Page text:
It’s awkward. It’s uncomfortable. But at some point or another, you have to do it.
While firing an employee isn’t enjoyable, there are ways to make it as painless as possible.
What’s worse than having to fire employees from your company? Finding out that former employee is badmouthing your company through social media and crowdsourced job sites, or worse—having a claim filed against your company that could land you in court.
If you’re in human resources, you are going to have to deal with these issues whether you’re the one having the conversation or handling the process that comes with it. Protecting your company when you fire someone doesn’t start the moment you have the “we need to talk” conversation. Protecting your company against lawsuits begins at the hiring process.
Follow these best practices to help protect you, your managers, and your company when you fire an employee.
Develop a Procedure.
From beginning to end, have procedures in place that will protect your company. Implement clauses in employee contracts that will protect your company even after the employee leaves. These could include non-compete agreements and rights to company data. Require an approval process (like a second signature) for someone to be fired to help prevent knee-jerk reactions or biased judgment.
Getting fired should never come as a surprise. Warn the employee that poor behavior or performance could lead to termination, and document the conversation. In your procedures you may have a system for how many warnings lead to suspension or termination, or this may be determined on a case-by-case basis.
Follow up on the warnings given. If behavior or performance improves, let the employee know. If it doesn’t improve, issue another warning with specific details about what happens next. Do not continue to issue warnings or they will lose their value and be ignored.
If firing an employee lands you in court, documentation will be your best weapon of defense. Document every offense, every warning, every conversation.
Be consistent and fair.
Treat all employees and all behaviors in a fair and consistent manner. If employee A and employee B have the same performance review scores and both show up to work late on a regular basis, don’t warn one over and over again and fire the other. Avoid any actions that could give ammunition to an employee to file a complaint with the EEOC for discrimination at work.
People respond to being fired in different ways—there may be tears, screams, or expletives involved. Ahead of time, prepare to have employee access removed from servers, listservs, etc, as well as any necessary passwords changed. Lay out next steps for the employee with information about final paychecks, COBRA options, and other human resource matters.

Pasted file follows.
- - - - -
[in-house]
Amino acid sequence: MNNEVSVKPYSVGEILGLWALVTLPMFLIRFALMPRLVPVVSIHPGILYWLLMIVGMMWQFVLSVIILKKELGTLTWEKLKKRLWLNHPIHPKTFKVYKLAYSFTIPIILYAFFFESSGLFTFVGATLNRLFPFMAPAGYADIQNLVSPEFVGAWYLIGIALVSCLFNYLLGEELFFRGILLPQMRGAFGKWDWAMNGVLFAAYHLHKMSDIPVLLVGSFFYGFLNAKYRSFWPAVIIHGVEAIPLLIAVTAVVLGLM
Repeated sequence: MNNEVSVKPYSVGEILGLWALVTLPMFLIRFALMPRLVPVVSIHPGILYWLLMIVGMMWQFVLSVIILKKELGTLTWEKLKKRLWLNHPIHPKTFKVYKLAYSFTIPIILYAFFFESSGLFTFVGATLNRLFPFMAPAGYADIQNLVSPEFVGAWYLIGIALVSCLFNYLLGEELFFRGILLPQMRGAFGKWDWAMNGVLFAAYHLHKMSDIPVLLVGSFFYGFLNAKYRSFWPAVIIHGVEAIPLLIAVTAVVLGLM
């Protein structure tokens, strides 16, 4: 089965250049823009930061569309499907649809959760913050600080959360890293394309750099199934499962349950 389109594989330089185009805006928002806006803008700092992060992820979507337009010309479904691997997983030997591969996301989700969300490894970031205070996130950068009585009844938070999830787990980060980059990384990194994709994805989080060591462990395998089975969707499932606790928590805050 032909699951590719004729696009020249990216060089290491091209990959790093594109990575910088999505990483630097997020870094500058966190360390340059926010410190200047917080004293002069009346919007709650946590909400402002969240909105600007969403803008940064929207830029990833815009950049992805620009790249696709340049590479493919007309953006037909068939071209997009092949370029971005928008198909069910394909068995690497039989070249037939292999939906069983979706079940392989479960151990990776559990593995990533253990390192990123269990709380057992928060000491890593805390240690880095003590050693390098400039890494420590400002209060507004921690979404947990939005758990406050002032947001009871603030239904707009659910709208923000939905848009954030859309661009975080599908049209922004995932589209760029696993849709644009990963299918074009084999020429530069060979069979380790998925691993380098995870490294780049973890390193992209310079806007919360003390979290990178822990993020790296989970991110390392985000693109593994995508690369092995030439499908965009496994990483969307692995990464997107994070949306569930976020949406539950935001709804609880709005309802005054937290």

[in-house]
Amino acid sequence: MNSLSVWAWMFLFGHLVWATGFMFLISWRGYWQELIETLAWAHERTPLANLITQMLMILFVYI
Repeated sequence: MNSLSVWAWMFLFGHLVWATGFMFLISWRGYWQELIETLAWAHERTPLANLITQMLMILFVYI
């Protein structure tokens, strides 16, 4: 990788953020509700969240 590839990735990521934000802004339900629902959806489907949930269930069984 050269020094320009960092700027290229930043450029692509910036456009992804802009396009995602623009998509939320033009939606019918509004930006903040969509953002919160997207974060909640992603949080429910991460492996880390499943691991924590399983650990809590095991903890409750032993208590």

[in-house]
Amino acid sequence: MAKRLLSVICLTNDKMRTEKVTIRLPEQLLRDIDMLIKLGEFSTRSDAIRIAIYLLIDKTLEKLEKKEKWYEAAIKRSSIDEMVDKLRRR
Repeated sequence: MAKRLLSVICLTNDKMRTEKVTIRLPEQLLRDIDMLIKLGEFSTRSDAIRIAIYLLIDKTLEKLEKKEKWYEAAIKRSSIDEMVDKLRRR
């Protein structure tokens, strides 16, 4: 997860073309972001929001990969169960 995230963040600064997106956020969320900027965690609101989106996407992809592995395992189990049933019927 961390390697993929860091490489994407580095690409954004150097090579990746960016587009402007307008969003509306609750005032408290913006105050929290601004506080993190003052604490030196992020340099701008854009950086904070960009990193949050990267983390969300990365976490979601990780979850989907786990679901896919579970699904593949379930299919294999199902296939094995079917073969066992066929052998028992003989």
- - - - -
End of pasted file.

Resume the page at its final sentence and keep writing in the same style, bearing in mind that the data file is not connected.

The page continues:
It may even be a good idea to have the employee leave the premises immediately with a scheduled time to return to obtain his or her things. According to Business Insider, it’s best to fire someone on Monday so the employee has the week ahead to sort out things and seek employment. Firing on Friday could lead to brewing anger and destructive activity over the weekend.
Give reason and provide examples (even at-will employees).
To help keep your company from coming up against claims for discrimination in the workplace, give reason why you’re terminating the employee and provide examples. Instead of, “Employee has a bad attitude,” try, “Employee displayed a bad attitude on several occasions by criticizing the company to new employees,” or “Refused to participate in teambuilding activities with co-workers.”
Even at-will employees should be given a reason for termination. Just because you can fire them or they can quit without cause or reason, doesn’t mean they can’t file a claim against your company or that you’re protected from said claims. To be safe, rule out any claims that could be made.
Bring a witness.
Never be alone when you fire someone. It’s important to have another person present when you terminate an employee to witness the conversation and be able to testify to what happened.
Be clear, honest, and firm.
Explain the reasons you’re terminating the employee in a clear and concise manner. Choose to be honest and firm about the situation even when it’s awkward. Sugarcoating can be confusing and indifference can be interpreted as discrimination and lack of compassion.
Lastly, to help protect yourself and your company, make it a practice to ask yourself these questions before you fire someone:
Could this be interpreted as workplace discrimination?
Is this a knee-jerk reaction or a thought-out response?
Is it believable?
If you’re in Human Resources, help your managers walk through these questions and protect your company from claims and lawsuits regarding workplace discrimination or the like.
Firing someone is never an enjoyable process, but you can take steps to make it less stressful both in the moment and later on down the road should any complaints arise.
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